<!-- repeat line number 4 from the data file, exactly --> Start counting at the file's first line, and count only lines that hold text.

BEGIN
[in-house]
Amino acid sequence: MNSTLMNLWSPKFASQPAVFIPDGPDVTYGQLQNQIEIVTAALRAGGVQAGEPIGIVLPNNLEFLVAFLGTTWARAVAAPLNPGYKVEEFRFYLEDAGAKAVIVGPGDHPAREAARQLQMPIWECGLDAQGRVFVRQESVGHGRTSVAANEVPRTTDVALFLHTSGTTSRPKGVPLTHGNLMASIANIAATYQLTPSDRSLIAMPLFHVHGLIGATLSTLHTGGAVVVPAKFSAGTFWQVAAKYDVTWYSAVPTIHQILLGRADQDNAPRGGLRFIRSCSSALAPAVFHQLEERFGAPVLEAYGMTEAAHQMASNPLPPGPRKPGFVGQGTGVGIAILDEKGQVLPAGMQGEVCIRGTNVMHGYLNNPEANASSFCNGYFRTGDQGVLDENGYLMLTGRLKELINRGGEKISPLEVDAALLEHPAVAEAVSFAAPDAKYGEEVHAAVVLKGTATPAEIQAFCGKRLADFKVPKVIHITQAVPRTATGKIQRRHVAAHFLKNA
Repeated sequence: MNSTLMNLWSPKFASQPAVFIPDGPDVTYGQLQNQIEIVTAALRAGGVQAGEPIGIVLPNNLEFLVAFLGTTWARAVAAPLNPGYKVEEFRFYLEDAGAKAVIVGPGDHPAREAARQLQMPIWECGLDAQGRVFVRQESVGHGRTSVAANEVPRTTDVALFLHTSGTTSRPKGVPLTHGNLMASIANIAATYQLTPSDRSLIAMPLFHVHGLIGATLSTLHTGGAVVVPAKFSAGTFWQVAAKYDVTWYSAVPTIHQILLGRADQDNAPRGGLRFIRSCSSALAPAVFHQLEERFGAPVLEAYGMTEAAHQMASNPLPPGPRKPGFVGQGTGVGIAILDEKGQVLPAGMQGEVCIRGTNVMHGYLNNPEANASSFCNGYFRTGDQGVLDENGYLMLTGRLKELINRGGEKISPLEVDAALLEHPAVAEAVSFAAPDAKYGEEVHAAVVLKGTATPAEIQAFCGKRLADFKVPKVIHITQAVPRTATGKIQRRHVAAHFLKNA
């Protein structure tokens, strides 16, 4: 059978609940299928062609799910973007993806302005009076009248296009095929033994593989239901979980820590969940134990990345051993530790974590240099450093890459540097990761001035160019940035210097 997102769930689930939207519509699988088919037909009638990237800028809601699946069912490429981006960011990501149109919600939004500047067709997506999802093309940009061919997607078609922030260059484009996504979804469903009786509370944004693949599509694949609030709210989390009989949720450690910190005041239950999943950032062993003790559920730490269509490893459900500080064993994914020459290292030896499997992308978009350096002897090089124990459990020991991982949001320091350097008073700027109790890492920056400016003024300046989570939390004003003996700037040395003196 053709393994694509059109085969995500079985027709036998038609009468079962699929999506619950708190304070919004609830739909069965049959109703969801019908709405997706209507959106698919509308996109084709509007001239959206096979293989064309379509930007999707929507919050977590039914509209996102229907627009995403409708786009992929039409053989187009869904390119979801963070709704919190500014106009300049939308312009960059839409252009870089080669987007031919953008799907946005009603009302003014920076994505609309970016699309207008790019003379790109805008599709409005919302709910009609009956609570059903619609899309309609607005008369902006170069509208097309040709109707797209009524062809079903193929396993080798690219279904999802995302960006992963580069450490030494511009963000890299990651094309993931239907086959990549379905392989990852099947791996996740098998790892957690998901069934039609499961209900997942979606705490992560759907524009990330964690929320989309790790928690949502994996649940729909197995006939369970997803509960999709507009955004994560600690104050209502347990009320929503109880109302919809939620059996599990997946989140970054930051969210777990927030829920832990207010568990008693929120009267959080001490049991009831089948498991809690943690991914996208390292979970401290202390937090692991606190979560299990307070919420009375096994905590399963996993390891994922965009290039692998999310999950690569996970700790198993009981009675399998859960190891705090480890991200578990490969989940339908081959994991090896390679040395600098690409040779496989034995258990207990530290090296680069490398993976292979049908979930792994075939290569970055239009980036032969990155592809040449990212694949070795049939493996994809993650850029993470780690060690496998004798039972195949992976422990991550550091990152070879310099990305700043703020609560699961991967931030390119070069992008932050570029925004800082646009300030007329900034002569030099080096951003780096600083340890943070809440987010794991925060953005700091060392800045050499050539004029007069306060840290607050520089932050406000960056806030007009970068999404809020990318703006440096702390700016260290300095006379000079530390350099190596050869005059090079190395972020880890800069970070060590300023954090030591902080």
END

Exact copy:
């Protein structure tokens, strides 16, 4: 059978609940299928062609799910973007993806302005009076009248296009095929033994593989239901979980820590969940134990990345051993530790974590240099450093890459540097990761001035160019940035210097 997102769930689930939207519509699988088919037909009638990237800028809601699946069912490429981006960011990501149109919600939004500047067709997506999802093309940009061919997607078609922030260059484009996504979804469903009786509370944004693949599509694949609030709210989390009989949720450690910190005041239950999943950032062993003790559920730490269509490893459900500080064993994914020459290292030896499997992308978009350096002897090089124990459990020991991982949001320091350097008073700027109790890492920056400016003024300046989570939390004003003996700037040395003196 053709393994694509059109085969995500079985027709036998038609009468079962699929999506619950708190304070919004609830739909069965049959109703969801019908709405997706209507959106698919509308996109084709509007001239959206096979293989064309379509930007999707929507919050977590039914509209996102229907627009995403409708786009992929039409053989187009869904390119979801963070709704919190500014106009300049939308312009960059839409252009870089080669987007031919953008799907946005009603009302003014920076994505609309970016699309207008790019003379790109805008599709409005919302709910009609009956609570059903619609899309309609607005008369902006170069509208097309040709109707797209009524062809079903193929396993080798690219279904999802995302960006992963580069450490030494511009963000890299990651094309993931239907086959990549379905392989990852099947791996996740098998790892957690998901069934039609499961209900997942979606705490992560759907524009990330964690929320989309790790928690949502994996649940729909197995006939369970997803509960999709507009955004994560600690104050209502347990009320929503109880109302919809939620059996599990997946989140970054930051969210777990927030829920832990207010568990008693929120009267959080001490049991009831089948498991809690943690991914996208390292979970401290202390937090692991606190979560299990307070919420009375096994905590399963996993390891994922965009290039692998999310999950690569996970700790198993009981009675399998859960190891705090480890991200578990490969989940339908081959994991090896390679040395600098690409040779496989034995258990207990530290090296680069490398993976292979049908979930792994075939290569970055239009980036032969990155592809040449990212694949070795049939493996994809993650850029993470780690060690496998004798039972195949992976422990991550550091990152070879310099990305700043703020609560699961991967931030390119070069992008932050570029925004800082646009300030007329900034002569030099080096951003780096600083340890943070809440987010794991925060953005700091060392800045050499050539004029007069306060840290607050520089932050406000960056806030007009970068999404809020990318703006440096702390700016260290300095006379000079530390350099190596050869005059090079190395972020880890800069970070060590300023954090030591902080």